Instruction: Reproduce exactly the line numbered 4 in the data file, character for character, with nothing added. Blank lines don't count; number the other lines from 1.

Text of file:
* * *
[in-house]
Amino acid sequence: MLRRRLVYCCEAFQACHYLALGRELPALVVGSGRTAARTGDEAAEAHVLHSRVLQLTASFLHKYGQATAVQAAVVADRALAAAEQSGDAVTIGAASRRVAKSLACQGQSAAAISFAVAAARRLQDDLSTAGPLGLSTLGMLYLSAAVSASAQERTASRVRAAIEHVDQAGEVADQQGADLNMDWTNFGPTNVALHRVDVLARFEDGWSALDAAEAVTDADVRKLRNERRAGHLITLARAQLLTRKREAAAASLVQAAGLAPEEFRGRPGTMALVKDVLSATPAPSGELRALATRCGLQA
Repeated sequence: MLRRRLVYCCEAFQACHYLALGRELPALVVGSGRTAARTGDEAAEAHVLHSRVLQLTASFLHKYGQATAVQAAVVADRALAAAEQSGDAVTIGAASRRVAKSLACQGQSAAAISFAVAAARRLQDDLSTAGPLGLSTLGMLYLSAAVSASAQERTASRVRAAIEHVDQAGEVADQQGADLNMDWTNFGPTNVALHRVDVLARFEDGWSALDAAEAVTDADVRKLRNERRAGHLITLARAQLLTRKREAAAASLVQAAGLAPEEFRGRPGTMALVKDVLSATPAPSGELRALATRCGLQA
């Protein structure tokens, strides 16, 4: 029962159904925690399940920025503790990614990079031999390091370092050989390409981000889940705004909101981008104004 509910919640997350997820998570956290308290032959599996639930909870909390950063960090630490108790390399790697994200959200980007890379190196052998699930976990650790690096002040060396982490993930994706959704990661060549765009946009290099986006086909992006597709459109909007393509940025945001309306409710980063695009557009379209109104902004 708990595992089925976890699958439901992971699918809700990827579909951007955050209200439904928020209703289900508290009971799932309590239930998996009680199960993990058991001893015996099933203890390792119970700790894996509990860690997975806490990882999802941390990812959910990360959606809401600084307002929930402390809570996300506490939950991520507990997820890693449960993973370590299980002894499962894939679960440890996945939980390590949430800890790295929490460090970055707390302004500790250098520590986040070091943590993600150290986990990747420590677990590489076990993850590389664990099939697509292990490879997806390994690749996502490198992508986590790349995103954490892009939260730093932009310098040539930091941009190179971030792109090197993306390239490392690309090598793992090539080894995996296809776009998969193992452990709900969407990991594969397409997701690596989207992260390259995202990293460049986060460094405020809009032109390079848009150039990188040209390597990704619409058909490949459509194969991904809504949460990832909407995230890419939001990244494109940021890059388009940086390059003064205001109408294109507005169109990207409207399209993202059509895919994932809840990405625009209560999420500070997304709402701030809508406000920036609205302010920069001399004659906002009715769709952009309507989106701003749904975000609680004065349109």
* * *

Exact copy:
């Protein structure tokens, strides 16, 4: 029962159904925690399940920025503790990614990079031999390091370092050989390409981000889940705004909101981008104004 509910919640997350997820998570956290308290032959599996639930909870909390950063960090630490108790390399790697994200959200980007890379190196052998699930976990650790690096002040060396982490993930994706959704990661060549765009946009290099986006086909992006597709459109909007393509940025945001309306409710980063695009557009379209109104902004 708990595992089925976890699958439901992971699918809700990827579909951007955050209200439904928020209703289900508290009971799932309590239930998996009680199960993990058991001893015996099933203890390792119970700790894996509990860690997975806490990882999802941390990812959910990360959606809401600084307002929930402390809570996300506490939950991520507990997820890693449960993973370590299980002894499962894939679960440890996945939980390590949430800890790295929490460090970055707390302004500790250098520590986040070091943590993600150290986990990747420590677990590489076990993850590389664990099939697509292990490879997806390994690749996502490198992508986590790349995103954490892009939260730093932009310098040539930091941009190179971030792109090197993306390239490392690309090598793992090539080894995996296809776009998969193992452990709900969407990991594969397409997701690596989207992260390259995202990293460049986060460094405020809009032109390079848009150039990188040209390597990704619409058909490949459509194969991904809504949460990832909407995230890419939001990244494109940021890059388009940086390059003064205001109408294109507005169109990207409207399209993202059509895919994932809840990405625009209560999420500070997304709402701030809508406000920036609205302010920069001399004659906002009715769709952009309507989106701003749904975000609680004065349109």